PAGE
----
During November and December I find I have to make a little more effort to maintain a healthy equilibrium. Even though winters in the Bay Area are mild, there’s no denying that they are still the darkest and coldest time of the (local) year. Last winter, between moving further north and starting a new job/office with less natural light exposure, winter hit me pretty hard. I started a few new habits to help me through, and I’m working to pick them up again this year. One of these habits? Making a green smoothie part of my daily routine:
I know, smoothies seem like summer food. But I find a green smoothie habit actually benefits me more during the winter. In the summer, I’m just generally more likely to be eating more fresh fruit and vegetables, and more of them in raw form, so a smoothie is a drop in a bucket. In the winter, I tend more towards cooked and starchier vegetables (not to mention that my officemates are more likely to be bringing in a box of fudge than the overflow from their vegetable garden or backyard orchard to share).
Since it’s the winter, common fruit smoothie add-ins like berries or peaches are not all that readily available (and in either fresh or frozen form, expensive!), so I’ve been going more seasonal and using a mix of a granny smith apple and a navel orange, both of which are currently cheap and plentiful in our area. Then the fancier ingredients: spinach (and soon kale from the patio!), protein powder, and flax meal. Plus a touch of vanilla, because why not? On a 1 to 10 scale of sweetness, with 0 being not at all sweet and 10 being a lump of pure sugar, I’d rate this smoothie perhaps a 4. It feels like drinking health (in a good way!).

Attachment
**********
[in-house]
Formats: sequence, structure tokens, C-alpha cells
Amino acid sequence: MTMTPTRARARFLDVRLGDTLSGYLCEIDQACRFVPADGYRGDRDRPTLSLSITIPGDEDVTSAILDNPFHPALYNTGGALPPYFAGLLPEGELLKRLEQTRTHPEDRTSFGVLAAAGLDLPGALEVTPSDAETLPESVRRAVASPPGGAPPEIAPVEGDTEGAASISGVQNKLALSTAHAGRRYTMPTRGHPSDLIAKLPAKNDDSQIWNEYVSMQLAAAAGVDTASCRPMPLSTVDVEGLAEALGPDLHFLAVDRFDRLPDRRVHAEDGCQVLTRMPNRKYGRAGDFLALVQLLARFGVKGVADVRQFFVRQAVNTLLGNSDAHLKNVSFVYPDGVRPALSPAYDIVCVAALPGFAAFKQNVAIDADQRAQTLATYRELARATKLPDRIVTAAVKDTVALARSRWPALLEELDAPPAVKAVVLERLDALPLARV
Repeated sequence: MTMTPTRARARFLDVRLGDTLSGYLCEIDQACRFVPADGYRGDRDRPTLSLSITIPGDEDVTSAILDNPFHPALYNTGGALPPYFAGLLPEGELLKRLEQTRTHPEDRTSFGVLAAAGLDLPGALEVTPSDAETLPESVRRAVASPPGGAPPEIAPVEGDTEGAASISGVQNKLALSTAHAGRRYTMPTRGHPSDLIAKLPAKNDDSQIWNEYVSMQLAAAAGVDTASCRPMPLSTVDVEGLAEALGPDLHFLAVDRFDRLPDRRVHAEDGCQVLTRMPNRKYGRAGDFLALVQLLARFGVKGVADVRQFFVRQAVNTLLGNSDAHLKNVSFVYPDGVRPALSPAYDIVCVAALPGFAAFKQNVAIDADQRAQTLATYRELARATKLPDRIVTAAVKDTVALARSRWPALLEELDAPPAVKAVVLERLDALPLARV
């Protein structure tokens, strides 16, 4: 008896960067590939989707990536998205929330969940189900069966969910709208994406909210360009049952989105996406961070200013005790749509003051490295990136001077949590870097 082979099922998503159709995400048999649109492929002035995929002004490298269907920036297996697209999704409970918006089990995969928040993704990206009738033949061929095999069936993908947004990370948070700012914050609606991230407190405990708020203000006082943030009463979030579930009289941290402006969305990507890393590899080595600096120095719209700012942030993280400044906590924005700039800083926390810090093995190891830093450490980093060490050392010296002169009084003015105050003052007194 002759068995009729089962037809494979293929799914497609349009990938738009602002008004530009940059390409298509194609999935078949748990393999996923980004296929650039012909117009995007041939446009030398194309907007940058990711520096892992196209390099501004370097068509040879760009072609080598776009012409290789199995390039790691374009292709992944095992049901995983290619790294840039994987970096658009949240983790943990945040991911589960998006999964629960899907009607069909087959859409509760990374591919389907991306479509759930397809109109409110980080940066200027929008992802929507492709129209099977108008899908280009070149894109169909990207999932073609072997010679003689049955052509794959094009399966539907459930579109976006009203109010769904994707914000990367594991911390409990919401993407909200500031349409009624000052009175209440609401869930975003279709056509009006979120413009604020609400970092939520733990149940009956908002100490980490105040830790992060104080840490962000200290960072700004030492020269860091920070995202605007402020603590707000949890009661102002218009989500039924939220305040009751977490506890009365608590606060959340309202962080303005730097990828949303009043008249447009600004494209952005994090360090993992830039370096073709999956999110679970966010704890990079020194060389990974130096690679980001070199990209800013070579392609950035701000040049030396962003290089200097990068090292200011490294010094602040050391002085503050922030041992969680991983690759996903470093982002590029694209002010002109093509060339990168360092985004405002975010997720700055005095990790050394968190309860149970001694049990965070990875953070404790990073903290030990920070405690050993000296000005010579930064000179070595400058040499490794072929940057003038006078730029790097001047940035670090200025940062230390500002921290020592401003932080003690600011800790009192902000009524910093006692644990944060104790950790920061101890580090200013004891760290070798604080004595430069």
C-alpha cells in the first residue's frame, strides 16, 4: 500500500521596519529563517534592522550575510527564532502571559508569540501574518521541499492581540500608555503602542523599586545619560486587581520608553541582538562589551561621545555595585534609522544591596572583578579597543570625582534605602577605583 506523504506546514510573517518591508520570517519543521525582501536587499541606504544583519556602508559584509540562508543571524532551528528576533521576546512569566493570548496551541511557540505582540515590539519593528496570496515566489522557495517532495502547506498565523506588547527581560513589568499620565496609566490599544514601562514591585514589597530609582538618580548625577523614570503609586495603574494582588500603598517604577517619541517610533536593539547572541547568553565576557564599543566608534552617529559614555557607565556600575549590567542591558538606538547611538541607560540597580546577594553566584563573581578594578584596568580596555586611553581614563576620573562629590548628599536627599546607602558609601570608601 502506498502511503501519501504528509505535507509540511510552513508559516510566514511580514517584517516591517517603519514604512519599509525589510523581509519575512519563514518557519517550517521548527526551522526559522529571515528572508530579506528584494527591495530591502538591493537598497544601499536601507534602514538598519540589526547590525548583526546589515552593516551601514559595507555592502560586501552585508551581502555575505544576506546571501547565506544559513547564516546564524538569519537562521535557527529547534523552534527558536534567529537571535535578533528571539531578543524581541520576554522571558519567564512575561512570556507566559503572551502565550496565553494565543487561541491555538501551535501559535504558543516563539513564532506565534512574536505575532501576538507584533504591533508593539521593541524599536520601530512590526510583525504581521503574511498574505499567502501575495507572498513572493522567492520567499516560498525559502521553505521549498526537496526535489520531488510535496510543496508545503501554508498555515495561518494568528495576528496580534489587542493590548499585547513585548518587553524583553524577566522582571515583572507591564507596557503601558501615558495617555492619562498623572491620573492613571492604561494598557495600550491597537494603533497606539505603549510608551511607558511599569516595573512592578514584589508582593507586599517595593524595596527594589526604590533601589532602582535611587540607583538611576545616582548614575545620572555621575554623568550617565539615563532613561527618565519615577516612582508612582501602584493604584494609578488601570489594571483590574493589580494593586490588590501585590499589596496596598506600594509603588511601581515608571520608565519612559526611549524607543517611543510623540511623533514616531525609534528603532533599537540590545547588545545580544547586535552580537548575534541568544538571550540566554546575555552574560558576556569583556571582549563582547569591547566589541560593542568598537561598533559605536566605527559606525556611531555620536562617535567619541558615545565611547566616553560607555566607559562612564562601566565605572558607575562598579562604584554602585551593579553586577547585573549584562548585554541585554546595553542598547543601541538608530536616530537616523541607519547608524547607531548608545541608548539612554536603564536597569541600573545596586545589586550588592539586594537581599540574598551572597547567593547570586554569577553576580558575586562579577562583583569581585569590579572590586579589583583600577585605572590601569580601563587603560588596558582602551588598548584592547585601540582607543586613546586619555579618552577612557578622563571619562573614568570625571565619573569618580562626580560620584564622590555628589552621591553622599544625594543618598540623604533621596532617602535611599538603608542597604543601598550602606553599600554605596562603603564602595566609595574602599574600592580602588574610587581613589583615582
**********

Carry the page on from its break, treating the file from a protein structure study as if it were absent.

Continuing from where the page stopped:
For years, I’ve been using “milk” of some kind in my smoothies. Recently I’ve decided to stop. Why? Because for me, one of the big benefits of a spinach and orange combination is the boost to my iron intake. However, calcium can inhibit iron absorption (though more recent research says maybe not), and most milk alternatives are fortified with…calcium. Why spend money on fancier and supposedly “healthier” foods if the health benefits potentially cancel each other out, right?
Winter weekday smoothie
makes ~30 oz
1. In a blender, or food processor fitted with the metal S-blade, process the spinach with 1/2 c. water until it has at least halved in volume.
2. Add the remaining water, apple, orange, protein powder, flax meal, and vanilla. Blend for at least 30 seconds. Blending longer will produce a smoother end result, but if you’re like me you probably get impatient also!
3. Pour into a quart jar or glasses. Can be drunk immediately or refrigerated overnight. I usually make mine the night before while I’m getting dinner together, then bring it to work the next morning for drinking.